What, no kegals to strengthen the pelvic floor? OMG!
OK, the gig is finally up on ONLY performing Kegels to re-activate and re-condition the Pelvic Floor!
Don’t get me wrong, after giving birth when the musculature, nerve and blood supply, fascia and ligaments of the Pelvic Floor and Pelvic Basin have undergone significant trauma or at the very least, have been stretched by carrying the weight of a growing baby, Kegels are a vital tool. In the every early days after vaginal birthing and C-Section, performing Kegels can provide a lifeline to knowing that you are still in one piece! Also, performing Kegels for both the anterior, mid and posterior muscles of the PF assist with healing, bringing nutrient –rich blood and healing agents to wounded tissue. And still after the acute trauma phase has passed these muscle contractions can still help to recondition the PF and restore function.
But there comes a point when Kegels are not really ‘functional’ – ie., preparing the mom for real life, after all…..afterall, who pees themselves when they are stood still? It’s usually during movement and an increase in intra-abdominal pressure that the PF fails and urinary incontinence is experienced. So, introducing MODERN MOVEMENT-BASED PELVIC FLOOR EXERCISE, spearheaded by forward-thinkers such as Eric Franklin and many other specialists in this field across the pond.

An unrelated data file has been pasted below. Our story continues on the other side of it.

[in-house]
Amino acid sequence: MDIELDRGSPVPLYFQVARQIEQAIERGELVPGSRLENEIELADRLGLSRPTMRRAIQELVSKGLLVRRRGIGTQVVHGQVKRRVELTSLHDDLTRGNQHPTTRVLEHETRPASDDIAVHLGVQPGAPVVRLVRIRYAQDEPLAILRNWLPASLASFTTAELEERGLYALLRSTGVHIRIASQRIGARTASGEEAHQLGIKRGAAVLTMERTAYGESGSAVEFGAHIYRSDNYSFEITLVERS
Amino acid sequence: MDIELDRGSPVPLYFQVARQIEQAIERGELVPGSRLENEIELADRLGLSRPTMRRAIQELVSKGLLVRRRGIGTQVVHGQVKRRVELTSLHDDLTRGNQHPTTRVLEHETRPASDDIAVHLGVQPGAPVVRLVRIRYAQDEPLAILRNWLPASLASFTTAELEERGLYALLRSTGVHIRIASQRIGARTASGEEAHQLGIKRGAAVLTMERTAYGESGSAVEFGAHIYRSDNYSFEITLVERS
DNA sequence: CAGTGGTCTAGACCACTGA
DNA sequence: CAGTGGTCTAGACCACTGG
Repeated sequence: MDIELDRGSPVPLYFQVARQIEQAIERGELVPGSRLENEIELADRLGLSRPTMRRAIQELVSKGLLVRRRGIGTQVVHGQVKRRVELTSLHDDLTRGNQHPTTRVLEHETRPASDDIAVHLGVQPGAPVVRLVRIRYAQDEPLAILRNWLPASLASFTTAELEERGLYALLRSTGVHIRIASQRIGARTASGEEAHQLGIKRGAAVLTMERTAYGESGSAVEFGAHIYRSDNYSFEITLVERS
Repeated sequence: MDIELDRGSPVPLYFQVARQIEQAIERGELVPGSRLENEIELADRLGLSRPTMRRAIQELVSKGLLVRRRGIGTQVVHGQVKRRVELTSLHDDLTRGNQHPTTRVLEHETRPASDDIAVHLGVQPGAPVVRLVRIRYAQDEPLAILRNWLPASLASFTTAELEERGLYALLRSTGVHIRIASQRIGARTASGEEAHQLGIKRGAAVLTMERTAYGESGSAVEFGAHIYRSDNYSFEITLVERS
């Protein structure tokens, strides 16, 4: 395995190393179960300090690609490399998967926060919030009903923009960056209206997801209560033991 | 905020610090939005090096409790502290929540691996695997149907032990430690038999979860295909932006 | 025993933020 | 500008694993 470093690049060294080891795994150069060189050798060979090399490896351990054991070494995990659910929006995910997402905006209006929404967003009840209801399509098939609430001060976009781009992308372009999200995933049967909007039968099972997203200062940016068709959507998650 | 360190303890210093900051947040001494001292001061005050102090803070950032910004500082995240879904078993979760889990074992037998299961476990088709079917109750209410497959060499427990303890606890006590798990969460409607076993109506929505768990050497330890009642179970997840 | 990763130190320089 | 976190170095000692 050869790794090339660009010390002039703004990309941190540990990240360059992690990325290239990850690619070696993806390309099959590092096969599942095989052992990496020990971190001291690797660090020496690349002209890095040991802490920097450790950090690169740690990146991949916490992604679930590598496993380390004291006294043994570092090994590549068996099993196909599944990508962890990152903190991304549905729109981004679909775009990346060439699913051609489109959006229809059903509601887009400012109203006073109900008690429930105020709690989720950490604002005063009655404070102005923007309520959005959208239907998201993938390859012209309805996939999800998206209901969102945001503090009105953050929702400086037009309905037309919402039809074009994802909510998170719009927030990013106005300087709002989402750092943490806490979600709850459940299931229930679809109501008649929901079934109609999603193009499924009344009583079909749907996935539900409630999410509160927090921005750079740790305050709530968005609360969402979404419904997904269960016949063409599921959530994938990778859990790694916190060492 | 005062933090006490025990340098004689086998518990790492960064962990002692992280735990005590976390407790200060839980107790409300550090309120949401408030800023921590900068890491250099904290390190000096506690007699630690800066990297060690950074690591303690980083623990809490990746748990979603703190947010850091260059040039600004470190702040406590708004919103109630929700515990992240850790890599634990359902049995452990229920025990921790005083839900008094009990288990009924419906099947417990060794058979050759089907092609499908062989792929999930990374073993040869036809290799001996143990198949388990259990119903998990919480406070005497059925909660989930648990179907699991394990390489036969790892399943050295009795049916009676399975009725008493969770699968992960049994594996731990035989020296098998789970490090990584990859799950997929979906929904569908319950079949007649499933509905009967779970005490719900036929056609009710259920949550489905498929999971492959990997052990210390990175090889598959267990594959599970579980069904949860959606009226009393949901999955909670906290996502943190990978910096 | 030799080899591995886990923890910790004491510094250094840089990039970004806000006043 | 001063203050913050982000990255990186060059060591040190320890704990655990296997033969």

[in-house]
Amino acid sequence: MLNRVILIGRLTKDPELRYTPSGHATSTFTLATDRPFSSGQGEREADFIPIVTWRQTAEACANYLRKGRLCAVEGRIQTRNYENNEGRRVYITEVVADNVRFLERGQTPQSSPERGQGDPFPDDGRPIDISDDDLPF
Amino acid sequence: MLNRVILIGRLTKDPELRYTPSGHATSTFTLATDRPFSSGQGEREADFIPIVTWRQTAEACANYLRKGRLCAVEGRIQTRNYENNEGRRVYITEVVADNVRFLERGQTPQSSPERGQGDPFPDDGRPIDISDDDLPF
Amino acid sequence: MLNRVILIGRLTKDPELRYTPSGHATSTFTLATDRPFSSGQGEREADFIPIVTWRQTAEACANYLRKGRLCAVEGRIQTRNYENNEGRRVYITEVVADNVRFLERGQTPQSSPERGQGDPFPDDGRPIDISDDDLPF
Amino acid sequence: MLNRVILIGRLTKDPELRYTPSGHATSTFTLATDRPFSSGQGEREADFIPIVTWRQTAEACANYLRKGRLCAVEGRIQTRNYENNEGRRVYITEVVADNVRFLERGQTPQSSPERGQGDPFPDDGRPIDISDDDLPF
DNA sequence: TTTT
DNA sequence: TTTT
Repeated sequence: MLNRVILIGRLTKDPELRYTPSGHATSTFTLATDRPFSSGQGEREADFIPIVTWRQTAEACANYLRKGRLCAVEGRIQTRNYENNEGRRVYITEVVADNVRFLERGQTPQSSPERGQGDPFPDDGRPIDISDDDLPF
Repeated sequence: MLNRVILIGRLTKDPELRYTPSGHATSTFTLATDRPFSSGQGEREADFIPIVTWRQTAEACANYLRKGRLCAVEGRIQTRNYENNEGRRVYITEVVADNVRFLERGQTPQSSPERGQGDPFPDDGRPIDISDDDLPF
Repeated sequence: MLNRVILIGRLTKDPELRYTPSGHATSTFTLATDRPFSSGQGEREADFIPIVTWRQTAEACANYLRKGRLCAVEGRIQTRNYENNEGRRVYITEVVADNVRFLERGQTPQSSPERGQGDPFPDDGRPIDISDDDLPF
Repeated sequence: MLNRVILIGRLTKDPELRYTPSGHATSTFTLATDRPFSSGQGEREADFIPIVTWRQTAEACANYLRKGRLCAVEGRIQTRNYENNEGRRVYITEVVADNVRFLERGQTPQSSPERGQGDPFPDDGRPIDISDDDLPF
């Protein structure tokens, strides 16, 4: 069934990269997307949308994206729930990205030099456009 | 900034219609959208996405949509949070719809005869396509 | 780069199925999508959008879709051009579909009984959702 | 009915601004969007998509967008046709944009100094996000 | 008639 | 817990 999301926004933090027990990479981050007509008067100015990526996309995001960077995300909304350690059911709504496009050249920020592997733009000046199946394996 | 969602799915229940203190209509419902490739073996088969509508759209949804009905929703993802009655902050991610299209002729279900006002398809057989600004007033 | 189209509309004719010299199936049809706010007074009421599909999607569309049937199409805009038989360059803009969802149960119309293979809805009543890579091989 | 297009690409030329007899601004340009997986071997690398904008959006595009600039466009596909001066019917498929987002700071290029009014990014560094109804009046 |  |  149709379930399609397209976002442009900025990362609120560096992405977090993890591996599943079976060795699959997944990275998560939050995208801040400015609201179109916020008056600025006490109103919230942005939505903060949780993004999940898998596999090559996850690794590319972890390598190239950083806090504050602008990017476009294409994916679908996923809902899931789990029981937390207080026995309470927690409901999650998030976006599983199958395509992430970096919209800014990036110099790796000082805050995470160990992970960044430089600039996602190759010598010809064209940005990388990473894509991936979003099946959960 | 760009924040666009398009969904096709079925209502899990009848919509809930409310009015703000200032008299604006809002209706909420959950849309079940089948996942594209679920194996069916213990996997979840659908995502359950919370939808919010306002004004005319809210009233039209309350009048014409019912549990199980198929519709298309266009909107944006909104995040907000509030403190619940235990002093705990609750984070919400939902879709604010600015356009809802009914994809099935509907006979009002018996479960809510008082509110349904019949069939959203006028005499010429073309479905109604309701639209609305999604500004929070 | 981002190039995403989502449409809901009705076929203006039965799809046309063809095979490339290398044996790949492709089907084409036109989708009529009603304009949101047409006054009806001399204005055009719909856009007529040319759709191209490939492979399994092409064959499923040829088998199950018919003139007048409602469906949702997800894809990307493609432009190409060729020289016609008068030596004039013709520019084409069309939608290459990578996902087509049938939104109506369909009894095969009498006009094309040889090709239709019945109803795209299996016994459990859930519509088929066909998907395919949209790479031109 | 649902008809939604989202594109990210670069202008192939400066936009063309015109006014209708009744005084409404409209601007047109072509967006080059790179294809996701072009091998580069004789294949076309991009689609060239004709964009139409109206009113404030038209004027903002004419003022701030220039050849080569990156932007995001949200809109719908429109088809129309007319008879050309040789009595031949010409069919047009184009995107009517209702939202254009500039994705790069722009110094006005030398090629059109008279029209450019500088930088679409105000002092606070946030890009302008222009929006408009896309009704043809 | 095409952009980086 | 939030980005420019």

Any Pre/Post Health & Fitness Specialist worth his/her salt now knows that the PF muscles respond much more to a host of functional movements such as squatting, lunging, hopping, moving in multiple planes, gravity and vibration. Here are some tested functional movements and the microvolt reading (electrical potential of the PF muscles as contraction occurs) versus Kegels. (These were measured using a vaginal probe). I think you’ll find them pretty impressive! NB these exercises were performed without adding either conscious TVA activation or a Kegel contraction!
Kegel vs Movement – EMG Testing Summary
Exercise Name Maximum uV (Pelvic Floor Activity)
Wide squat 168.1
Transverse step into squat off a low platform 180.2
Low Level Jumping 117.6
Supine bridge with resisted abduction (resistance band around knees) 169.2
Wide stance sumo deadlifts with resistance band 107.5
So, in short, the Pelvic Floor LOVES MOVEMENT! When the time is right and you are out of your acute post natal phase, and been given the go ahead by your HCP to exercise) you need to get squatting, lunging and moving in multiple planes – where appropriate.
You need to work the PF against gravity (start with mini hops on an empty bladder), introduce vibration exercise (Power Plate or Flexi-Bars are both awesome tools for whole body vibration that includes the Pelvic Floor) and do simple adduction, abduction and pelvic tilting exercises that also incorporate correct breathing.
Remember, it’s all about more laughs and less leaks!